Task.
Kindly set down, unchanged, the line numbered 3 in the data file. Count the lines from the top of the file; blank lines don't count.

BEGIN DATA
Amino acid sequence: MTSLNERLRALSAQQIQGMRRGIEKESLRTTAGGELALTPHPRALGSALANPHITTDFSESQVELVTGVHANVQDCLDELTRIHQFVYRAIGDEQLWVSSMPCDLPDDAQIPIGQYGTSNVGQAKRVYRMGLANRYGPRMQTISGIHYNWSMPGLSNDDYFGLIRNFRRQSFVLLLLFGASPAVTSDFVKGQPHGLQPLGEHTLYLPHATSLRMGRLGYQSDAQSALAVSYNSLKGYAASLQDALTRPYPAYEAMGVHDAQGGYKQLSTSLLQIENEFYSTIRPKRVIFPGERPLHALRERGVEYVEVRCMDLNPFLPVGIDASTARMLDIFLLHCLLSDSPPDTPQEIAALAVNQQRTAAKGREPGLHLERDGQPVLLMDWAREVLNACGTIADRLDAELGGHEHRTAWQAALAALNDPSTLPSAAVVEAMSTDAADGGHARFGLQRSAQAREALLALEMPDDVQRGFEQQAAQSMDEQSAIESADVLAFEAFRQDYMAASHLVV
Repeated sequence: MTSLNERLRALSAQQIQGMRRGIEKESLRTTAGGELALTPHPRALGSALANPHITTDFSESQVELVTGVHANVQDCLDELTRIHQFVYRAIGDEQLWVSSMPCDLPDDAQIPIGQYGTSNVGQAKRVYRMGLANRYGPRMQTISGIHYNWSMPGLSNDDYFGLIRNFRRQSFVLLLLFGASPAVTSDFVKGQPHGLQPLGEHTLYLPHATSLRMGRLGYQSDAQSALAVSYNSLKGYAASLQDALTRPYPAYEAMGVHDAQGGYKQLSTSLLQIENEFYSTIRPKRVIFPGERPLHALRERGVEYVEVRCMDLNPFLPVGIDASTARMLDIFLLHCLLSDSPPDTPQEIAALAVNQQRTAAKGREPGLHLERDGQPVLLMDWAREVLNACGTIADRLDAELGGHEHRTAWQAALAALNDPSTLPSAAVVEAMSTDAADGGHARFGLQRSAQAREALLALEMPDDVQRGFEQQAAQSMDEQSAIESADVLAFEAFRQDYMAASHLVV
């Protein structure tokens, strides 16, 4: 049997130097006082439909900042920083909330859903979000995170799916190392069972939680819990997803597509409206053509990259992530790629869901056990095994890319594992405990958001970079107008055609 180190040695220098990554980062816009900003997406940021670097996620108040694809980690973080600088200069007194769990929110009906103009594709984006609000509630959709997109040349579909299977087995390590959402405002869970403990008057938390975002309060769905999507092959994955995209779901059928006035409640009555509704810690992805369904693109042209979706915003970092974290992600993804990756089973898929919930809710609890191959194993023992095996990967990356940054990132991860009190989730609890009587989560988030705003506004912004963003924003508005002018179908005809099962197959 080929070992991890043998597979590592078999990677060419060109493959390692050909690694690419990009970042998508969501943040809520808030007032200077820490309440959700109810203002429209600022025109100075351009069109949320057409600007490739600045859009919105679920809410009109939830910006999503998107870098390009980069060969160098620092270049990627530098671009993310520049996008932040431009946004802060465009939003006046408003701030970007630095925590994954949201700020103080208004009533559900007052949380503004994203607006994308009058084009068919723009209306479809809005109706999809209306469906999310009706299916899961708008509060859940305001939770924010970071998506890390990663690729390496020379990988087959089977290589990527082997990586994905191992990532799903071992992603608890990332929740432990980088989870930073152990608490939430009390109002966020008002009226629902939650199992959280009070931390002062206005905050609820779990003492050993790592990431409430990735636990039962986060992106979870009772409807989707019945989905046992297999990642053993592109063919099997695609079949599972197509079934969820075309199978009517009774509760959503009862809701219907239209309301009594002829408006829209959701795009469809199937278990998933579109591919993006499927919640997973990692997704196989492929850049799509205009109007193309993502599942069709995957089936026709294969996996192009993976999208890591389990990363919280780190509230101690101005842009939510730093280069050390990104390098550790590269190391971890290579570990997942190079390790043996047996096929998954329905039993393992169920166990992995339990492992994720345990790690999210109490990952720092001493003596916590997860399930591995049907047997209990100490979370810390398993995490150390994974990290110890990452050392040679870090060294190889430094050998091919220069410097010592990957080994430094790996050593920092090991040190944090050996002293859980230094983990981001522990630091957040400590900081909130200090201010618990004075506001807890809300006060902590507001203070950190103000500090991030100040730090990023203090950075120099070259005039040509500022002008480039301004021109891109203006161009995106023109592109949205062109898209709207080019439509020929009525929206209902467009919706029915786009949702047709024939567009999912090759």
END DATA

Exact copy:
């Protein structure tokens, strides 16, 4: 049997130097006082439909900042920083909330859903979000995170799916190392069972939680819990997803597509409206053509990259992530790629869901056990095994890319594992405990958001970079107008055609 180190040695220098990554980062816009900003997406940021670097996620108040694809980690973080600088200069007194769990929110009906103009594709984006609000509630959709997109040349579909299977087995390590959402405002869970403990008057938390975002309060769905999507092959994955995209779901059928006035409640009555509704810690992805369904693109042209979706915003970092974290992600993804990756089973898929919930809710609890191959194993023992095996990967990356940054990132991860009190989730609890009587989560988030705003506004912004963003924003508005002018179908005809099962197959 080929070992991890043998597979590592078999990677060419060109493959390692050909690694690419990009970042998508969501943040809520808030007032200077820490309440959700109810203002429209600022025109100075351009069109949320057409600007490739600045859009919105679920809410009109939830910006999503998107870098390009980069060969160098620092270049990627530098671009993310520049996008932040431009946004802060465009939003006046408003701030970007630095925590994954949201700020103080208004009533559900007052949380503004994203607006994308009058084009068919723009209306479809809005109706999809209306469906999310009706299916899961708008509060859940305001939770924010970071998506890390990663690729390496020379990988087959089977290589990527082997990586994905191992990532799903071992992603608890990332929740432990980088989870930073152990608490939430009390109002966020008002009226629902939650199992959280009070931390002062206005905050609820779990003492050993790592990431409430990735636990039962986060992106979870009772409807989707019945989905046992297999990642053993592109063919099997695609079949599972197509079934969820075309199978009517009774509760959503009862809701219907239209309301009594002829408006829209959701795009469809199937278990998933579109591919993006499927919640997973990692997704196989492929850049799509205009109007193309993502599942069709995957089936026709294969996996192009993976999208890591389990990363919280780190509230101690101005842009939510730093280069050390990104390098550790590269190391971890290579570990997942190079390790043996047996096929998954329905039993393992169920166990992995339990492992994720345990790690999210109490990952720092001493003596916590997860399930591995049907047997209990100490979370810390398993995490150390994974990290110890990452050392040679870090060294190889430094050998091919220069410097010592990957080994430094790996050593920092090991040190944090050996002293859980230094983990981001522990630091957040400590900081909130200090201010618990004075506001807890809300006060902590507001203070950190103000500090991030100040730090990023203090950075120099070259005039040509500022002008480039301004021109891109203006161009995106023109592109949205062109898209709207080019439509020929009525929206209902467009919706029915786009949702047709024939567009999912090759």